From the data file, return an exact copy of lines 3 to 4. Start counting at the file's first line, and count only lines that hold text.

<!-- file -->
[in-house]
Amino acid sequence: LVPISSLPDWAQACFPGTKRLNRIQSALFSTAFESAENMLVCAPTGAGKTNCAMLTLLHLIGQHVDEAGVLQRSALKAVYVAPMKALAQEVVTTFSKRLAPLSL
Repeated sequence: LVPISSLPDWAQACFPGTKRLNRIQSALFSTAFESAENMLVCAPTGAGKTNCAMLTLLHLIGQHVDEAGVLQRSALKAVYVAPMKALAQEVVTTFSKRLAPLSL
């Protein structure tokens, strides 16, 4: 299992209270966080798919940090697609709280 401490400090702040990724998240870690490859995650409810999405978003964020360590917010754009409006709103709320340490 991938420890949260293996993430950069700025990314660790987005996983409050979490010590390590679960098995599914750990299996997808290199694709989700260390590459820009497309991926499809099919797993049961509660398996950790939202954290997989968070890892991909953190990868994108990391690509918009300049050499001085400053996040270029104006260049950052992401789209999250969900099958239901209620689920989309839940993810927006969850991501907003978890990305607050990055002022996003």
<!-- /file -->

Repeated sequence: LVPISSLPDWAQACFPGTKRLNRIQSALFSTAFESAENMLVCAPTGAGKTNCAMLTLLHLIGQHVDEAGVLQRSALKAVYVAPMKALAQEVVTTFSKRLAPLSL
């Protein structure tokens, strides 16, 4: 299992209270966080798919940090697609709280 401490400090702040990724998240870690490859995650409810999405978003964020360590917010754009409006709103709320340490 991938420890949260293996993430950069700025990314660790987005996983409050979490010590390590679960098995599914750990299996997808290199694709989700260390590459820009497309991926499809099919797993049961509660398996950790939202954290997989968070890892991909953190990868994108990391690509918009300049050499001085400053996040270029104006260049950052992401789209999250969900099958239901209620689920989309839940993810927006969850991501907003978890990305607050990055002022996003």